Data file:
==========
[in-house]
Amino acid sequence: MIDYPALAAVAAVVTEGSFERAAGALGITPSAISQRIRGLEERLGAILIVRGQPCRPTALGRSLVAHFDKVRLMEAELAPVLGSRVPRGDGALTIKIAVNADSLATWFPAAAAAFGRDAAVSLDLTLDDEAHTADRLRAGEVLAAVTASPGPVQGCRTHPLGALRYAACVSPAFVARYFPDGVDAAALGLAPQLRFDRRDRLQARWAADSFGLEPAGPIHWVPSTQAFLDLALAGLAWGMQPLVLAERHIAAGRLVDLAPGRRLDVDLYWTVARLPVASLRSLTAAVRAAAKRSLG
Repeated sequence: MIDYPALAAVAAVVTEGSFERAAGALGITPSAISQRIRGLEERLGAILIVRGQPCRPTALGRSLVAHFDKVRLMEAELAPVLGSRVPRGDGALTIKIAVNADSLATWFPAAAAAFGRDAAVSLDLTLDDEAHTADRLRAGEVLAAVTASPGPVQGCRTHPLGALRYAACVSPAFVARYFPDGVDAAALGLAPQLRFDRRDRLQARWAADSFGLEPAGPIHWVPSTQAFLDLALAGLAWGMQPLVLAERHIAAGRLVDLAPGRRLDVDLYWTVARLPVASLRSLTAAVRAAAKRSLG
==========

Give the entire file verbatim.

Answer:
[in-house]
Amino acid sequence: MIDYPALAAVAAVVTEGSFERAAGALGITPSAISQRIRGLEERLGAILIVRGQPCRPTALGRSLVAHFDKVRLMEAELAPVLGSRVPRGDGALTIKIAVNADSLATWFPAAAAAFGRDAAVSLDLTLDDEAHTADRLRAGEVLAAVTASPGPVQGCRTHPLGALRYAACVSPAFVARYFPDGVDAAALGLAPQLRFDRRDRLQARWAADSFGLEPAGPIHWVPSTQAFLDLALAGLAWGMQPLVLAERHIAAGRLVDLAPGRRLDVDLYWTVARLPVASLRSLTAAVRAAAKRSLG
Repeated sequence: MIDYPALAAVAAVVTEGSFERAAGALGITPSAISQRIRGLEERLGAILIVRGQPCRPTALGRSLVAHFDKVRLMEAELAPVLGSRVPRGDGALTIKIAVNADSLATWFPAAAAAFGRDAAVSLDLTLDDEAHTADRLRAGEVLAAVTASPGPVQGCRTHPLGALRYAACVSPAFVARYFPDGVDAAALGLAPQLRFDRRDRLQARWAADSFGLEPAGPIHWVPSTQAFLDLALAGLAWGMQPLVLAERHIAAGRLVDLAPGRRLDVDLYWTVARLPVASLRSLTAAVRAAAKRSLG